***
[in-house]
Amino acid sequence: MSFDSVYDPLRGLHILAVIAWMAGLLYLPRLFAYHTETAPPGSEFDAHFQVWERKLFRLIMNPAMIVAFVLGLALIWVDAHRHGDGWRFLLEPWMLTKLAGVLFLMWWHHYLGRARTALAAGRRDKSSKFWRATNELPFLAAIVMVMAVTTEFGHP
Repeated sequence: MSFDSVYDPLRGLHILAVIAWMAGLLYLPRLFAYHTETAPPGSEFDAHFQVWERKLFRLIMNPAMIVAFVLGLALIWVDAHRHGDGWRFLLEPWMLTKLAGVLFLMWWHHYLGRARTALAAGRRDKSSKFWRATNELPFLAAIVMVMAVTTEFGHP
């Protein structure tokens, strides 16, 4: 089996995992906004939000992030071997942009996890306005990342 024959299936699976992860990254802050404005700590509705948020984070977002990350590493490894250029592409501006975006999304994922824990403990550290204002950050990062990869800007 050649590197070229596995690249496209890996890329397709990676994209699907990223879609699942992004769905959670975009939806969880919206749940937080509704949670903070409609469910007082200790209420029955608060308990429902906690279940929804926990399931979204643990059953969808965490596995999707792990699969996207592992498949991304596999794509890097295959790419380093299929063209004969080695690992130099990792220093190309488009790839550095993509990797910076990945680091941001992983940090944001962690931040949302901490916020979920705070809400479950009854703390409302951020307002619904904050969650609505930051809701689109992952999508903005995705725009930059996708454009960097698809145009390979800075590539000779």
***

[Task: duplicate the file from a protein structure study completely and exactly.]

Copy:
[in-house]
Amino acid sequence: MSFDSVYDPLRGLHILAVIAWMAGLLYLPRLFAYHTETAPPGSEFDAHFQVWERKLFRLIMNPAMIVAFVLGLALIWVDAHRHGDGWRFLLEPWMLTKLAGVLFLMWWHHYLGRARTALAAGRRDKSSKFWRATNELPFLAAIVMVMAVTTEFGHP
Repeated sequence: MSFDSVYDPLRGLHILAVIAWMAGLLYLPRLFAYHTETAPPGSEFDAHFQVWERKLFRLIMNPAMIVAFVLGLALIWVDAHRHGDGWRFLLEPWMLTKLAGVLFLMWWHHYLGRARTALAAGRRDKSSKFWRATNELPFLAAIVMVMAVTTEFGHP
């Protein structure tokens, strides 16, 4: 089996995992906004939000992030071997942009996890306005990342 024959299936699976992860990254802050404005700590509705948020984070977002990350590493490894250029592409501006975006999304994922824990403990550290204002950050990062990869800007 050649590197070229596995690249496209890996890329397709990676994209699907990223879609699942992004769905959670975009939806969880919206749940937080509704949670903070409609469910007082200790209420029955608060308990429902906690279940929804926990399931979204643990059953969808965490596995999707792990699969996207592992498949991304596999794509890097295959790419380093299929063209004969080695690992130099990792220093190309488009790839550095993509990797910076990945680091941001992983940090944001962690931040949302901490916020979920705070809400479950009854703390409302951020307002619904904050969650609505930051809701689109992952999508903005995705725009930059996708454009960097698809145009390979800075590539000779």